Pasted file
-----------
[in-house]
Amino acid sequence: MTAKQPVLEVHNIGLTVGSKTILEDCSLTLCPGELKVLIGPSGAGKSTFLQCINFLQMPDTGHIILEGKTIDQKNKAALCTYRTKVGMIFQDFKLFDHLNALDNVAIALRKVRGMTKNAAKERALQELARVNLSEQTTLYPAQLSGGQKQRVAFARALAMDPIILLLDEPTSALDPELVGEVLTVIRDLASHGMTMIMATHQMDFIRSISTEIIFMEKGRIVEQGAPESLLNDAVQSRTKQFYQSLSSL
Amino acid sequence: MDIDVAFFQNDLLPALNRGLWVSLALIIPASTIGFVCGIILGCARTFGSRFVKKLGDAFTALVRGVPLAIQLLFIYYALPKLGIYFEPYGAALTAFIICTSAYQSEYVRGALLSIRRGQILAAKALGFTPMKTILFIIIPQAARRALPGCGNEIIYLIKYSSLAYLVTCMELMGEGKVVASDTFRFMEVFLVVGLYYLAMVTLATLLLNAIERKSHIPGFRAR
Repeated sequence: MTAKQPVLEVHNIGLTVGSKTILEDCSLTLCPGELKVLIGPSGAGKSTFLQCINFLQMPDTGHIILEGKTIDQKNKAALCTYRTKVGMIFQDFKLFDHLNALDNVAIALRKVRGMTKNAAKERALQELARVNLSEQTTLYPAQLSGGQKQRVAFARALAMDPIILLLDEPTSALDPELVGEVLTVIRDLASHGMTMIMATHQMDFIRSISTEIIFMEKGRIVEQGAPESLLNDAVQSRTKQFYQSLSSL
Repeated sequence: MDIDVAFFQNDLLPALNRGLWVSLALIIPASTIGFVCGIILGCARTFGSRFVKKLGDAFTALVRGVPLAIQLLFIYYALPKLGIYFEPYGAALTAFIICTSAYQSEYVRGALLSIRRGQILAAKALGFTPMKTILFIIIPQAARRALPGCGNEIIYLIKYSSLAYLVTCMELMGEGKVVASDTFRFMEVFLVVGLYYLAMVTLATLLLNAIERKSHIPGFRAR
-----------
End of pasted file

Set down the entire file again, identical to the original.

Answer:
[in-house]
Amino acid sequence: MTAKQPVLEVHNIGLTVGSKTILEDCSLTLCPGELKVLIGPSGAGKSTFLQCINFLQMPDTGHIILEGKTIDQKNKAALCTYRTKVGMIFQDFKLFDHLNALDNVAIALRKVRGMTKNAAKERALQELARVNLSEQTTLYPAQLSGGQKQRVAFARALAMDPIILLLDEPTSALDPELVGEVLTVIRDLASHGMTMIMATHQMDFIRSISTEIIFMEKGRIVEQGAPESLLNDAVQSRTKQFYQSLSSL
Amino acid sequence: MDIDVAFFQNDLLPALNRGLWVSLALIIPASTIGFVCGIILGCARTFGSRFVKKLGDAFTALVRGVPLAIQLLFIYYALPKLGIYFEPYGAALTAFIICTSAYQSEYVRGALLSIRRGQILAAKALGFTPMKTILFIIIPQAARRALPGCGNEIIYLIKYSSLAYLVTCMELMGEGKVVASDTFRFMEVFLVVGLYYLAMVTLATLLLNAIERKSHIPGFRAR
Repeated sequence: MTAKQPVLEVHNIGLTVGSKTILEDCSLTLCPGELKVLIGPSGAGKSTFLQCINFLQMPDTGHIILEGKTIDQKNKAALCTYRTKVGMIFQDFKLFDHLNALDNVAIALRKVRGMTKNAAKERALQELARVNLSEQTTLYPAQLSGGQKQRVAFARALAMDPIILLLDEPTSALDPELVGEVLTVIRDLASHGMTMIMATHQMDFIRSISTEIIFMEKGRIVEQGAPESLLNDAVQSRTKQFYQSLSSL
Repeated sequence: MDIDVAFFQNDLLPALNRGLWVSLALIIPASTIGFVCGIILGCARTFGSRFVKKLGDAFTALVRGVPLAIQLLFIYYALPKLGIYFEPYGAALTAFIICTSAYQSEYVRGALLSIRRGQILAAKALGFTPMKTILFIIIPQAARRALPGCGNEIIYLIKYSSLAYLVTCMELMGEGKVVASDTFRFMEVFLVVGLYYLAMVTLATLLLNAIERKSHIPGFRAR